CULTURE

Weekender

Hiri history should be remembered

By ERIC ERIA BAII
FIVE generations ago the first ever Motuan lagatois that arrived at our Purari people’s Mailu Pari were from Porebada Village led by a man named Kaupara.
This year the Motuans will celebrate the 47th Hiri Moale Festival but the essence of the Hiri voyage and Hiri trading history is yet to be fully appreciated and or acknowledged by the Motuans and their leaders.
It is most heartless and dishonest that history can never be put into perspective by declaring others who were also part of this great history.
The involvement and participation of the Elema and the Iare Purari people of Gulf made the Hiri trading history.
What about Hiri mo ale?
Hiri mo ale in Iare Purari language when translated to English will mean “to cut down another or new tree”. To repair the damaged lagatois, making the long and dangerous journey across the Gulf of Papua Hiri mo ale or cut another tree became the most famous Iare word for the visiting Motuans at that time and so Hiri Moale is never a Motuan name or word – it was an adopted name.
I was in form one or grade seven at the boys-only high school at De La Salle Bereina and on a term holiday in Port Moresby when the first ever Motuan Hiri Moale Festival was held in 1972. At 64 years of age and 47 years down memory lane, I can still recall the atmosphere of joy and excitement written on the faces of every man, woman and child of the Elema and Iare Purari people on that historic occasion. These people were connected to the Motuans by that history of Hiri mo ale, pu and poi’i trade.
The glimpse of the near-nude young Motuan women so perfectly tattooed and swaying their grass skirts in the morning Port Moresby heat, to the beat of the kundu drum at that first ever Hiri Moale festival, distracted my young mind.
And 47 years was enough time for me to see the other side of the coin and I now see something that I had failed then to see in my youth.
For those who have so bravely exposed their bodies in the name of Motuan culture and the Hiri voyage history they can now stand tall and hold their heads high among this generation of Motuans. They have set the tone and foundation for new generation of Motuans to promote and showcase Motuan people’s culture by way of taking direct ownership of Port Moresby’s premier cultural event.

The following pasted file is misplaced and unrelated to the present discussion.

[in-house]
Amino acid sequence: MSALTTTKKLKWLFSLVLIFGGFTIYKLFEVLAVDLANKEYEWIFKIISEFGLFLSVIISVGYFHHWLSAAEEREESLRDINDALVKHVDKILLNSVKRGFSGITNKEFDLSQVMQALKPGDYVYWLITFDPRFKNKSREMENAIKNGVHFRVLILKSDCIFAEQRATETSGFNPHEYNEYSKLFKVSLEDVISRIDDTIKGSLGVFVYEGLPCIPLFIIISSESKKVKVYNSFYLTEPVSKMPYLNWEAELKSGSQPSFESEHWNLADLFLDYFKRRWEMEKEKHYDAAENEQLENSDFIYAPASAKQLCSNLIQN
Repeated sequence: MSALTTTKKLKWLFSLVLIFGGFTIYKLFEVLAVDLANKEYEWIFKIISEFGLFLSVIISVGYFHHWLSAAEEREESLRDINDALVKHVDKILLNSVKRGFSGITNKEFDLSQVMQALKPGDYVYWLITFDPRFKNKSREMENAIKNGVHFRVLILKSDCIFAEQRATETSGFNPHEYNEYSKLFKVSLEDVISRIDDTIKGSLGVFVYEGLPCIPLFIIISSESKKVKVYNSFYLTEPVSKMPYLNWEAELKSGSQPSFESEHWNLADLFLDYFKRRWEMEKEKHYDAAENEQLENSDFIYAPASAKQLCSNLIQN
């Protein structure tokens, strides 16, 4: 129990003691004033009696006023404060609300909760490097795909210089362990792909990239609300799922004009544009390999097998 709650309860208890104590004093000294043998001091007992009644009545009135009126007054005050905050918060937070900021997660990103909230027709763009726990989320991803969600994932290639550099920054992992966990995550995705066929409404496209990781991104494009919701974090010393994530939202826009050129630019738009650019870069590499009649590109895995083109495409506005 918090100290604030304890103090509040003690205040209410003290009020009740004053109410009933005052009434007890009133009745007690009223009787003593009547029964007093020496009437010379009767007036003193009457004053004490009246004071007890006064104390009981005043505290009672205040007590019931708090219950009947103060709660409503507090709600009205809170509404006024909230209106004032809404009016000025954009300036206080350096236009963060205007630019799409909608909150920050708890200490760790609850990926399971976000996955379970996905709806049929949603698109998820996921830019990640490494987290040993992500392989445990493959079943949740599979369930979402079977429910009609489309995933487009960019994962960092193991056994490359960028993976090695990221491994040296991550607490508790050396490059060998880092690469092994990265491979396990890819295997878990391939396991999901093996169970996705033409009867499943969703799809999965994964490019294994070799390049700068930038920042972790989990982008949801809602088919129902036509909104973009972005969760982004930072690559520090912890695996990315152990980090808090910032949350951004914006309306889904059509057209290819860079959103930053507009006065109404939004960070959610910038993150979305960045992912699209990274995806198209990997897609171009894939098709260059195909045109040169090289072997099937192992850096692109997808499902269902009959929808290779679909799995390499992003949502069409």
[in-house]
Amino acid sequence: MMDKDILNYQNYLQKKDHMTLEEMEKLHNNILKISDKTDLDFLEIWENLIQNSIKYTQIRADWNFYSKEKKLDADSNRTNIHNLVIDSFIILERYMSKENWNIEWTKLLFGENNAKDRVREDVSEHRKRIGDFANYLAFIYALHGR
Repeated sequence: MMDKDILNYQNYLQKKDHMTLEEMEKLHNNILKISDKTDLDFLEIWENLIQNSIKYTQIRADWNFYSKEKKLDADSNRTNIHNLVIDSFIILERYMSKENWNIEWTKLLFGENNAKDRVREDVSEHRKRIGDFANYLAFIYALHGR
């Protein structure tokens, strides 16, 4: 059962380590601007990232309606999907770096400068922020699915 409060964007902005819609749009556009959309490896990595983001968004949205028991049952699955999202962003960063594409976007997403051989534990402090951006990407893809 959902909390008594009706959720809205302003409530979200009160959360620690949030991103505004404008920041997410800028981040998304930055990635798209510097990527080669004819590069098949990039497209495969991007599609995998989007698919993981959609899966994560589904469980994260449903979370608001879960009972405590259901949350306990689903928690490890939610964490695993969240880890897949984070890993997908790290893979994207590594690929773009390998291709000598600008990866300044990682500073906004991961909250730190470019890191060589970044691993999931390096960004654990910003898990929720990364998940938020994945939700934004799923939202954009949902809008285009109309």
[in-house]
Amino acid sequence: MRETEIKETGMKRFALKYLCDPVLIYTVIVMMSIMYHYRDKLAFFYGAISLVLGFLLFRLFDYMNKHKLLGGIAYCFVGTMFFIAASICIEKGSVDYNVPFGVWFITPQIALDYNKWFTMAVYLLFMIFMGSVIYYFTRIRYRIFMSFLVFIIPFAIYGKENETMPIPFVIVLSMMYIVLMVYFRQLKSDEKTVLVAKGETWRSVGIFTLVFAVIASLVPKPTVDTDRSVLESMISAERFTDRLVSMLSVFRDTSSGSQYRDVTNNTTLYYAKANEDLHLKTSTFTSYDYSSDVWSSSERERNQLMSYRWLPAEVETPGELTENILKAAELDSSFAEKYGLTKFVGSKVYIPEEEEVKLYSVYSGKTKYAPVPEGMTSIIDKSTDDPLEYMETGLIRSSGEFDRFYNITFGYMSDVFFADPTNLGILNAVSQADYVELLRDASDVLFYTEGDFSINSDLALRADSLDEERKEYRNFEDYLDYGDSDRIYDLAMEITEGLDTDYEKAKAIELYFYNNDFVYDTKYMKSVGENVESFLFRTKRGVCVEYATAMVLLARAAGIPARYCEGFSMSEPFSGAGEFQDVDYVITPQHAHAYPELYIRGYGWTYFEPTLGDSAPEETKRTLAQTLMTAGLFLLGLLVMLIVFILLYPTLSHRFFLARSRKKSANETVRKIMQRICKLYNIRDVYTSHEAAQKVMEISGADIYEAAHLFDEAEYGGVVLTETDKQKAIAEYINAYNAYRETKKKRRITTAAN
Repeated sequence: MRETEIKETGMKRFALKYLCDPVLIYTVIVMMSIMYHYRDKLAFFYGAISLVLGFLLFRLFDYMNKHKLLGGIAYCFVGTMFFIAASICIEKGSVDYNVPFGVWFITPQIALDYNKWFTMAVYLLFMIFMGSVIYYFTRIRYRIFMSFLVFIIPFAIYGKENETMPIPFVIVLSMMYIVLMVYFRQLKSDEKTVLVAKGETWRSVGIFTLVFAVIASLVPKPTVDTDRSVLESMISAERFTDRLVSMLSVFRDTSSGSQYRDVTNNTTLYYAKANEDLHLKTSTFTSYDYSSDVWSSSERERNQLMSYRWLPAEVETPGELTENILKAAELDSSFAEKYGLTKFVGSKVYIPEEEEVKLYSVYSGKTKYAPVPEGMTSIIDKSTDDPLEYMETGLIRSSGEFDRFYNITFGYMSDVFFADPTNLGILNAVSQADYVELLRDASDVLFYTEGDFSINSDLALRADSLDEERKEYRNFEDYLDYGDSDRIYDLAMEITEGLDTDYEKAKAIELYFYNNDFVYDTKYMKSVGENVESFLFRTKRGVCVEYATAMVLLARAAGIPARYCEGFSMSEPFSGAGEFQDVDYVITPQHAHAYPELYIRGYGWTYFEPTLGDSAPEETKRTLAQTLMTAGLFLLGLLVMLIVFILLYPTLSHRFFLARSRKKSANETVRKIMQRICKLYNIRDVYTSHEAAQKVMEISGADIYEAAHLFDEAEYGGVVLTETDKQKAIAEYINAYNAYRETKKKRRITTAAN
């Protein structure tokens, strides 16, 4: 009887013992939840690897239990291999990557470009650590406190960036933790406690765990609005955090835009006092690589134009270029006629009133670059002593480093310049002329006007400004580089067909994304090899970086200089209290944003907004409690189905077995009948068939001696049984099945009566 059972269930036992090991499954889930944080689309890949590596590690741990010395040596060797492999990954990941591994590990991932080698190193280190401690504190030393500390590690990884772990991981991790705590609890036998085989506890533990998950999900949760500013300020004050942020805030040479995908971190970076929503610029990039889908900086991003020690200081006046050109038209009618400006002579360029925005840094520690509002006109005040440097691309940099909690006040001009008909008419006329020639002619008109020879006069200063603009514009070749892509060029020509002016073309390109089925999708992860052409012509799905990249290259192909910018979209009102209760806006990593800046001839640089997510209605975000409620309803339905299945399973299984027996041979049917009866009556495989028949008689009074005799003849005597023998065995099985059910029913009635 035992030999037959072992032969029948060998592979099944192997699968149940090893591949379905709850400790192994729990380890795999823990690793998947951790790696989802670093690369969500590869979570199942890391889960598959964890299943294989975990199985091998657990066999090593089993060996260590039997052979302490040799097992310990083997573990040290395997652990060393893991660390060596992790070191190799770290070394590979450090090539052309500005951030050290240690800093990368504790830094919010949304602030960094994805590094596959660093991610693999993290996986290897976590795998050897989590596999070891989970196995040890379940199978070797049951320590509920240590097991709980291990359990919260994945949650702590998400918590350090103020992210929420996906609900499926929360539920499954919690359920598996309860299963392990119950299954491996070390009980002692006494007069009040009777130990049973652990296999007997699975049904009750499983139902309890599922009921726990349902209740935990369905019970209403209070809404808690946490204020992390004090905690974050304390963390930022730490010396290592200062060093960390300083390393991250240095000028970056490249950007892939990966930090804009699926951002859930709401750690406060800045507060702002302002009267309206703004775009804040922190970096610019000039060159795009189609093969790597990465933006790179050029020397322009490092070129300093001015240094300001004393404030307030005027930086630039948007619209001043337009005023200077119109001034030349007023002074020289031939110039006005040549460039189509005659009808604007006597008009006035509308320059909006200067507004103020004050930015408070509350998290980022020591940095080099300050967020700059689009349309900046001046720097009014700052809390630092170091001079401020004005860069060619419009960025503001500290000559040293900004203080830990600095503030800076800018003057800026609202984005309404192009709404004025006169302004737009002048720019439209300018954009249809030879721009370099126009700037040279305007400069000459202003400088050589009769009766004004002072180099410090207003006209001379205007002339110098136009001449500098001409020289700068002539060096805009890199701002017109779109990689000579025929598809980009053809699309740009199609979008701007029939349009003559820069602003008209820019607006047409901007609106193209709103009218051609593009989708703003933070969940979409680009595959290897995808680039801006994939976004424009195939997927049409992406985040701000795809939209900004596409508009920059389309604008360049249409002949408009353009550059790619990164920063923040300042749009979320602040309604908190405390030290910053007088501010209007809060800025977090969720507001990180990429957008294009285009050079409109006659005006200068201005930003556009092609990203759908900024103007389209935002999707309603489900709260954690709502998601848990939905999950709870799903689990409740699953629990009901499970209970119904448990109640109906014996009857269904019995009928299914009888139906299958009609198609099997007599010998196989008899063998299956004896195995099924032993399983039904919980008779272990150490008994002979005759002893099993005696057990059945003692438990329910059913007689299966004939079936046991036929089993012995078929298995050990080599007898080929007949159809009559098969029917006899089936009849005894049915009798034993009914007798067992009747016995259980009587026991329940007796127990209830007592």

For me it was a very proud day in 1972 when the first Hiri Moale Festival was celebrated because the occasion also marked and recognised the Hiri voyage history where my Iare Purari people have contributed and participated and became inseparable partners and part of that experience and history.
Not a festival for Motuans alone
We cannot continue to promote the cultural aspect of the Hiri voyage without touching the historical aspect. It may mean having to involve the Iare Purari people and the Elema pople of Gulf to enact the whole Hiri history.
Future events should include sago making demonstrations, joint cultural celebrations and display and maybe inviting the whole Motu-Koita Assembly for a tour of the land of the living legends, Purari to visit the Iare Purari people’s old ancestral Mailau Pairi village where the trade started.
Growing up in my Iare Purari village of Maepaio, in my generation was the most privileged because around the evening fire, as bed time stories our older folks would tell us of these great stories of the Hiri voyages and trade that went on between my people and the Motuans.
Supernatural powers involved
The success of this history is beyond the wisdom of men, the work of human hands and knowledge of human mind. Outside powers of dark forces and power of the supernatural were called into play to direct and control men in the whole endeavour, I was told.